Impulse Manslaughterâ€™s debut album delivered sixteen devastating tracks closed in a little more than 30 minutes. The intensity of the material was truly incredible â€“ no wonder the album sold very well for its genre, while the band grew famous as pioneers of the punk/metal/hardcore crossover. In the meantime line-up problems occurred again, as Nick decided to leave the group. Chris switched back to bass, while the band welcomed guitarist Mike Schaffer in their ranks. Unfortunately he didnâ€™t last long in Impulse Manslaughter and eventually joined Paul Speckmanâ€™s band Abomination. Without a proper guitarist in sight Chris decided once again to switch to guitar and the group got Vince Vogel of Screeching Weasel to fill the bass position. With a fairly stabilized line-up Impulse Manslaughter started working on their follow-up albumâ€¦
â€œLogical Endâ€ was released in 1988, but this time it consisted of only ten tracks. Two of them were cover versions of â€œStone Deaf Foreverâ€ by Motorhead and â€œGimme Shelterâ€ by The Rolling Stones â€“ quite unusual choices for such an extreme band. Although the album proved that Impulse Manslaughter was a scene phenomenon, the line-up problems they faced again almost destroyed the group. After the departure of Chris and Karl the remaining members wanted to carry on with new musicians â€“ John Tolczyk (guitar) and Guy Aitchinson (vocals). The style of their music, however, went through such an enormous change that the band decided to change their name to Vermicious Knids and dump their previous materialâ€¦
Fortunately, â€œLogical Endâ€ got great reviews everywhere and Nuclear Blast persuaded the guys into reassembling the group and going on a tour across Europe with label mates Rostock Vampires. With John as the second guitarist, Impulse Manslaughter returned in all their glory to invade Europe. Unfortunately, the tour proved to be a major letdown â€“ due to numerous organization errors, several shows were cancelled and by the end of the tour the group collapsed again.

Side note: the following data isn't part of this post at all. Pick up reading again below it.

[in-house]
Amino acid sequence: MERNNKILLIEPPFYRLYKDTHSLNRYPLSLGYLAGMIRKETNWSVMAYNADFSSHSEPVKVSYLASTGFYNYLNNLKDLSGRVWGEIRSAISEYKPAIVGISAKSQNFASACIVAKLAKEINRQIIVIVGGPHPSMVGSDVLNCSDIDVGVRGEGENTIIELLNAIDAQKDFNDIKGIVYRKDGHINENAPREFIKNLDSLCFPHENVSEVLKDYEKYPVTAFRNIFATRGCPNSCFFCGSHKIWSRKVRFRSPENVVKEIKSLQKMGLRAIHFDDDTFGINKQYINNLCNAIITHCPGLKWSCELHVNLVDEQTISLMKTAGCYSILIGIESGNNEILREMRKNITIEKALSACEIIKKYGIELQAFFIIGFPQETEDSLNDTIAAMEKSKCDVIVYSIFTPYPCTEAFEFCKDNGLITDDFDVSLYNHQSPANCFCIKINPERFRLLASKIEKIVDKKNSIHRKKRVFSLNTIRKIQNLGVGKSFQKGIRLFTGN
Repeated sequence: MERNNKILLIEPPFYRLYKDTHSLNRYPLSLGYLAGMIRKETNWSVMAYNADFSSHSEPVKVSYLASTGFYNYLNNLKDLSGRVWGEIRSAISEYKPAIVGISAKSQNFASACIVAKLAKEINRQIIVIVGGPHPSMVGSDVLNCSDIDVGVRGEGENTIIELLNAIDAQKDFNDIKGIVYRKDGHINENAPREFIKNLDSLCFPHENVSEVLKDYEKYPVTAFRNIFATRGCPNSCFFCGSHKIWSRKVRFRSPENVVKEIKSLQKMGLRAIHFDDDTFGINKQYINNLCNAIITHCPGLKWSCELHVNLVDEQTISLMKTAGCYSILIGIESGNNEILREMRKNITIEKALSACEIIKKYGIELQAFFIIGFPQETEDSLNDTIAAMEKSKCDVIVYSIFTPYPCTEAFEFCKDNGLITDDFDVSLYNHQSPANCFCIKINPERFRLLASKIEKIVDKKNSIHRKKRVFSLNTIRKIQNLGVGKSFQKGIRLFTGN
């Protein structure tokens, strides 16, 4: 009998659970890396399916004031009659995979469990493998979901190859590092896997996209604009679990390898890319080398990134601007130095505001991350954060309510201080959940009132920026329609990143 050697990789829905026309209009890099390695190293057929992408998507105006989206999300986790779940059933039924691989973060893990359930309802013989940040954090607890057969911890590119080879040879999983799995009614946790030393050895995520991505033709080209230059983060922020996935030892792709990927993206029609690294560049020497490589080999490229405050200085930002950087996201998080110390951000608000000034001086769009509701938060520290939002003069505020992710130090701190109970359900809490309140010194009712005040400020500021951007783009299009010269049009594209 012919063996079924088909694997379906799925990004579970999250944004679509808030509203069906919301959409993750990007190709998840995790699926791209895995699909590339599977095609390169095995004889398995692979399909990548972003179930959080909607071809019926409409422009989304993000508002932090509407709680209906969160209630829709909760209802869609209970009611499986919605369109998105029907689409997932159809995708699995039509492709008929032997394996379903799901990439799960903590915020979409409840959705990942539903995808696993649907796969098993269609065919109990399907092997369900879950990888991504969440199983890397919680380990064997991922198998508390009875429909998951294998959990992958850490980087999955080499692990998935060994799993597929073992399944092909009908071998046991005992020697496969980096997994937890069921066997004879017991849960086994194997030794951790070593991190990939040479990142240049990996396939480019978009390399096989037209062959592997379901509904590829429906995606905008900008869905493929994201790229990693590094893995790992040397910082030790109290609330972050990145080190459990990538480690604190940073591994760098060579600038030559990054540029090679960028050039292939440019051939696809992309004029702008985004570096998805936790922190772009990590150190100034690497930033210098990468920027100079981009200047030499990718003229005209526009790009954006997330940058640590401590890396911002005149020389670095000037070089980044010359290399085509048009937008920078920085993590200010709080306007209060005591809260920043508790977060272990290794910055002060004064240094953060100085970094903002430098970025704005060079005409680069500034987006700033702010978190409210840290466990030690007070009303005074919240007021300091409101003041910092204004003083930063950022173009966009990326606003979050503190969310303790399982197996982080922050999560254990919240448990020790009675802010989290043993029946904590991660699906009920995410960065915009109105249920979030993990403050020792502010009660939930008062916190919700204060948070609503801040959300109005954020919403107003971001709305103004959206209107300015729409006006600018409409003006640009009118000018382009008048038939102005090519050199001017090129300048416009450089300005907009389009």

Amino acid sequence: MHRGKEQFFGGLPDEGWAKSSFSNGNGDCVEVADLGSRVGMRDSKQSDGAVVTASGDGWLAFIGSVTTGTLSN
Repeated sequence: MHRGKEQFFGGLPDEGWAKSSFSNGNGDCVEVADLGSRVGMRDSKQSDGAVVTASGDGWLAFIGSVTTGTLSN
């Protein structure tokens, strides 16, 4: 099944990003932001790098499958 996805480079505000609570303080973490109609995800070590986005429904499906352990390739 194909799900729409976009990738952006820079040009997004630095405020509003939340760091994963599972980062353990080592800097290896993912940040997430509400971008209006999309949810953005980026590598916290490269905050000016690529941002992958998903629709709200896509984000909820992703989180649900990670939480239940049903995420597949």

But that wasnâ€™t the end of Impulse Manslaughter. The guys continued to play gigs, though soon founding member Glen Herman left them for good. With Dan Duchaine of Speed Freaks filling in for the drummer, the band prepared to write some new material, when Chris Hanley â€“ the second founding member â€“ announced that heâ€™s leaving as well to form his own band No Class. He was replaced by Rob Lanam, known from Flying Bottles. After these immense changes the group managed to record two EPs: â€œSometimesâ€ in 1991 and â€œNo Warâ€ in 1992 â€“ a split with long time friends Provocation. After a short US and Canadian tour Impulse Manslaughter officially broke upâ€¦
Some years later several band members met in the studio to work on one last album by Impulse Manslaughter â€“ a compilation of live recordings they managed to gather over the years. The material was planned to be released only in a cassette tape format, but the label that was supposed to release it eventually dropped the idea. It wasnâ€™t until ten years later that a small record label Beer City Records decided to give this compilation a try. â€œLive at WFMUâ€ officially hit the stores on July 20th, 2004.